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Home Computing Weekly
No. 9
May 3-9, 1983

Home Computing Weekly
No. 9
May 3-9, 1983
page 3


News				5,6,8,10
U.S. Scene			6
1,000 Competition		7
One Mans View			10
Oric-1 program			11
Land your helicopter safely
Letters				15
Software reviews		17
utilities for VIC-20, Spectrum
ZX81 programming		18
Getting a quart into a pint pot
VIC-20 programming		21
High resolution graphics, without an add-on
Spectrum program		25
A game made for two
BBC programming			27
Fast moving graphics
Software reviews		29
Games without frontiers
VIC-20 program			31
Eat the fruit and avoid the goblin in Munch Maze
Software reviews		35
Setting a course for VICtory
Spectrum software reviews	39
Profile: Chameleon		42


Atari 2600 and on Atari 400 and 800 cmputers fitted with adaptor sockets. And Mr. Pickard says he plans to sell them on cassette for other home computers within six months.

Each cartridge costs 39.95 for two games and the first consignment is due here by the end of the month. They have names like Cathouse Blues, Philly Flasher, Burning Desire and Knight on the Town.

All feature naked men and women and in most cases the aim of the games is for couples to meet in explicit sex scenes.

Mr. Pickard said the catridges would have padlocks on the boxes so children could not get to them.

Mrs. Whitehouse compared this to the idea of an X-certificate cable TV channel which, if the plan had gone ahead, would have an electronic lock.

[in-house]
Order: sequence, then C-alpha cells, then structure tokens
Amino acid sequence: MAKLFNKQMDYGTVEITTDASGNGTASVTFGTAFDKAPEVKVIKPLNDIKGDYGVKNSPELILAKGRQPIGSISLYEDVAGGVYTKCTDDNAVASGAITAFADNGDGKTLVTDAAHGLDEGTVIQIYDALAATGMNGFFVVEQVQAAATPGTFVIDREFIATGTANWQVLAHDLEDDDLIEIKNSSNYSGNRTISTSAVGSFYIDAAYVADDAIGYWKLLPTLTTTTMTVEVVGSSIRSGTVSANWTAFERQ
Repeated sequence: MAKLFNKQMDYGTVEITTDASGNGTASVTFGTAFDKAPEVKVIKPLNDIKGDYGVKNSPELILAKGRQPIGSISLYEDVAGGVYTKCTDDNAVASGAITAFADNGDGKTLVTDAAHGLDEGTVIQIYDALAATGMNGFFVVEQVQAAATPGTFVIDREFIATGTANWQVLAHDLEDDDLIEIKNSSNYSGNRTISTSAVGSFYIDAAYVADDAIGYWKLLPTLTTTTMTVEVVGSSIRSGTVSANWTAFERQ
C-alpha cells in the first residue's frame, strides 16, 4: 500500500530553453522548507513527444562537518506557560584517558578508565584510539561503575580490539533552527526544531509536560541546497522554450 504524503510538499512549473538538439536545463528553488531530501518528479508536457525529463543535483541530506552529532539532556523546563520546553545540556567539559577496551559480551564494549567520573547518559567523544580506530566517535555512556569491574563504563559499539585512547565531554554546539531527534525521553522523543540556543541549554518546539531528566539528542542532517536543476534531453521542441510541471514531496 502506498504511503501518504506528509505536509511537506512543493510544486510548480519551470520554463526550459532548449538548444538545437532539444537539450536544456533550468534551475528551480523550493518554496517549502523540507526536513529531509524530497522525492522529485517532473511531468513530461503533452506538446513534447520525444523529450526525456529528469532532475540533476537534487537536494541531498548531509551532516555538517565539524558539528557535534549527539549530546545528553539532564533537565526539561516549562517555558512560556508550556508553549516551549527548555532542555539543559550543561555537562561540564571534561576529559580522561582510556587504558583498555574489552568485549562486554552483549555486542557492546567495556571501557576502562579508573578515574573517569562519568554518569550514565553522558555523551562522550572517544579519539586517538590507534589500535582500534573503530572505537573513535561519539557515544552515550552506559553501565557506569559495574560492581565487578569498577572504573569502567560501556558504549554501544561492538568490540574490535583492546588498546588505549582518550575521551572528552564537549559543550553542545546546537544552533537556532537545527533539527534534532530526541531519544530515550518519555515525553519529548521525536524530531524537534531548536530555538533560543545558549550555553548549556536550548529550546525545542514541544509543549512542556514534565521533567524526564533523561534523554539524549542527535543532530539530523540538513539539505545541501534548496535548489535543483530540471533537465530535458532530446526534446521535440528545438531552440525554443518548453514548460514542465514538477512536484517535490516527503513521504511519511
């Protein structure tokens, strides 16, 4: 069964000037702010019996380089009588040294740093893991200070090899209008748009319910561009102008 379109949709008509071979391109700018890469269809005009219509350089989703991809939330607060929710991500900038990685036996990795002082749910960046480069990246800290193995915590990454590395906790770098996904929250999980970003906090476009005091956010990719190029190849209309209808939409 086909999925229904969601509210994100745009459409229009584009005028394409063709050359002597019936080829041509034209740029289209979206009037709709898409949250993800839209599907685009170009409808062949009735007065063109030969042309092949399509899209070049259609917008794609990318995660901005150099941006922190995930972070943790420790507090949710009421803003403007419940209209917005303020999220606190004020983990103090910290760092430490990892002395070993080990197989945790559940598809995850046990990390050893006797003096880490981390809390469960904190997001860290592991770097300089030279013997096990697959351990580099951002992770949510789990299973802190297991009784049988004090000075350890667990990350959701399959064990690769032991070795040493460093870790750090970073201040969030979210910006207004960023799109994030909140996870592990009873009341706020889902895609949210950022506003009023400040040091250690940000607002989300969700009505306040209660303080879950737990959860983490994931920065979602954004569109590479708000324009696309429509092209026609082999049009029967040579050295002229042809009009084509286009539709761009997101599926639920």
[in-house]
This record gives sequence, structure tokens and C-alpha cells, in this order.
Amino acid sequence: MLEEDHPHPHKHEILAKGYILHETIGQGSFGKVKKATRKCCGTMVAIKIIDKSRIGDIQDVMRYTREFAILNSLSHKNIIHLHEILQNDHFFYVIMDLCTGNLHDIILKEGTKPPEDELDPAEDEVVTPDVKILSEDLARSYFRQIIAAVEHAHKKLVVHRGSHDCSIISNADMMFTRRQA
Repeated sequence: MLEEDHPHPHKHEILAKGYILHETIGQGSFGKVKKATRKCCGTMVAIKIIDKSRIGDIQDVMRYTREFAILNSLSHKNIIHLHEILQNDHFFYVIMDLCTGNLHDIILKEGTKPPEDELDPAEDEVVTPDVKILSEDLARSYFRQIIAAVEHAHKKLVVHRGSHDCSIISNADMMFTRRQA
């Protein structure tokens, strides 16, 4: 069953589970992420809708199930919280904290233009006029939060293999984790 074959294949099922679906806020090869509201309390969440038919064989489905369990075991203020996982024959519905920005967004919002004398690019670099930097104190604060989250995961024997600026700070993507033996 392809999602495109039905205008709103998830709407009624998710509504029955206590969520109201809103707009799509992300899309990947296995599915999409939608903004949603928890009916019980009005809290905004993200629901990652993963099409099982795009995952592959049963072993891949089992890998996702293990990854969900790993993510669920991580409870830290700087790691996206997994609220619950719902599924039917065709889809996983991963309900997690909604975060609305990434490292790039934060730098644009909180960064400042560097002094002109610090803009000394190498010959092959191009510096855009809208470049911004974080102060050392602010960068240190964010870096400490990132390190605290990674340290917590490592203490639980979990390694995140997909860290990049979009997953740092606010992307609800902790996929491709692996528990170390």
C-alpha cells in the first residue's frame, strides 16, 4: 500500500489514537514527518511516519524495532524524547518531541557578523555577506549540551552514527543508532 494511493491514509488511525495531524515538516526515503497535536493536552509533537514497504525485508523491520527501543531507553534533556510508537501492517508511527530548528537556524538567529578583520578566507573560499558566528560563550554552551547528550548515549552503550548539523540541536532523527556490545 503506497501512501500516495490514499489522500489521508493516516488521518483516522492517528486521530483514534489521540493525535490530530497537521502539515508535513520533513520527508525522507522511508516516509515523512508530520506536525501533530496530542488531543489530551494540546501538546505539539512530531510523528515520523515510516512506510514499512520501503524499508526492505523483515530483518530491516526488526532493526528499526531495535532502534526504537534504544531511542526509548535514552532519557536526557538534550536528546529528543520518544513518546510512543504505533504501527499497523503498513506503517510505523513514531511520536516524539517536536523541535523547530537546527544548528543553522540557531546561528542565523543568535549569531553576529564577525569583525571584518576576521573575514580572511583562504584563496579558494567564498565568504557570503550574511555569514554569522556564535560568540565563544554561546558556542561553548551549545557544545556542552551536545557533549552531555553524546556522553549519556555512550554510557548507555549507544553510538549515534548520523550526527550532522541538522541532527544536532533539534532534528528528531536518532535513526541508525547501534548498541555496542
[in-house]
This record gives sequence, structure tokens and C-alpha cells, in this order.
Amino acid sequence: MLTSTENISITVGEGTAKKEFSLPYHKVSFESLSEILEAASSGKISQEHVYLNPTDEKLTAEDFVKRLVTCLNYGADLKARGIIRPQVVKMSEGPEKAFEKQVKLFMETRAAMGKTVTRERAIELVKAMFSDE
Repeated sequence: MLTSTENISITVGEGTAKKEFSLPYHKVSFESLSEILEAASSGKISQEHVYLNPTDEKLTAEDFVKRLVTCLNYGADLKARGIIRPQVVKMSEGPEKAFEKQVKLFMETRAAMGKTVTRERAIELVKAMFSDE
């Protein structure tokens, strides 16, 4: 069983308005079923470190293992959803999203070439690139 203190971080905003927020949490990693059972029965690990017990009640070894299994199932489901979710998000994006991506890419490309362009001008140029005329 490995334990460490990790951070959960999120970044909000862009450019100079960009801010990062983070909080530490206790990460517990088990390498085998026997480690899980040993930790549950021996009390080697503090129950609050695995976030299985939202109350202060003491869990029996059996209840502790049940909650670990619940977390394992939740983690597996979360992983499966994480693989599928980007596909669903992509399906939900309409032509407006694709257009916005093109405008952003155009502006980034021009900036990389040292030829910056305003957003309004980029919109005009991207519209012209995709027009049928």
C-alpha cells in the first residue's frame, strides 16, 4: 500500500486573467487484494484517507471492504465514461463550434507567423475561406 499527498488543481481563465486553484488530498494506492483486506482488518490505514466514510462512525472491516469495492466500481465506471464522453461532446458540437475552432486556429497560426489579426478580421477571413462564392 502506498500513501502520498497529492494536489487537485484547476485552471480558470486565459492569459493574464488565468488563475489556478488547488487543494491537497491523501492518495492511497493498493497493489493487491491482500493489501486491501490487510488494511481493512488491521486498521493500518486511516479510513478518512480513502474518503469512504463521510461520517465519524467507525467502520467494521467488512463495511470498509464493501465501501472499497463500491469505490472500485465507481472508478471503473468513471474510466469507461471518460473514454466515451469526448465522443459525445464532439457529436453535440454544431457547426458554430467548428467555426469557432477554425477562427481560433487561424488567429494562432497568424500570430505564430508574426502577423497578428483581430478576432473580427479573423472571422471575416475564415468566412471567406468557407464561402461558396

She said: "Its just plain daft. If you have these things in the house theres no way you can stop children from seeing them.

"The cinema is outside the home and children are not allowed to see some films. But anything that comes into the home has to be seen as to its effect on the child. No society should put the interests of the adult before those of its children."

Her view is shared by the director of the National Society for the Prevention of Cruelty to Children, Dr. Alan Cilmour.

He said: "The view of sex portrayed by such ghastly offering can twist a childs mind for life."

Lawyers for Atari are looking into the possibility of taking action against Silverfox - but they can only act if its trademark is being infringed.

Ataris UK boss Graham Clark said: "We obviously deplore the stuff. The fact that they say its Atari compatible does not do us any good."

And Mike Wilding, software market analyst for the company, said: "We are waiting until they come on to the market.

"Im waiting for word from our solicitors on how we stand legally. Unless our trademark is being infringed theres no action we can take.

"On the subject matter it would be unfair to comment until we have seen them. If they are breaking the law in other respects its up to the police."


BASIC, look you

Try programming in Welsh BASIC - and, no, its not a joke says the man who has just brought out BASIC CYMRAEG.

David Loverseed, proprietor of David Computer Software, said: "Its quite serious, but its hardly a commercial proposition. We did it for fun, really."

The program, which costs 6, is loaded after standard BASIC into the Sharp MZ-80A and MZ-80K computers. It automatically translates the tokenised BASIC words into their Welsh equivalent. 

Programs are interchangeable and can be listed in either Welsh or English, depending on the BASIC loaded, irrespective of the version used to write the program.

David Computer Software, 38 South Parade, Bramhall, Stockport SK7 3BJ
Home Computing Weekly
No. 9
May 3-9, 1983

Hilton Computer Services Limited

Interactive Instruments Limited

Algray Software

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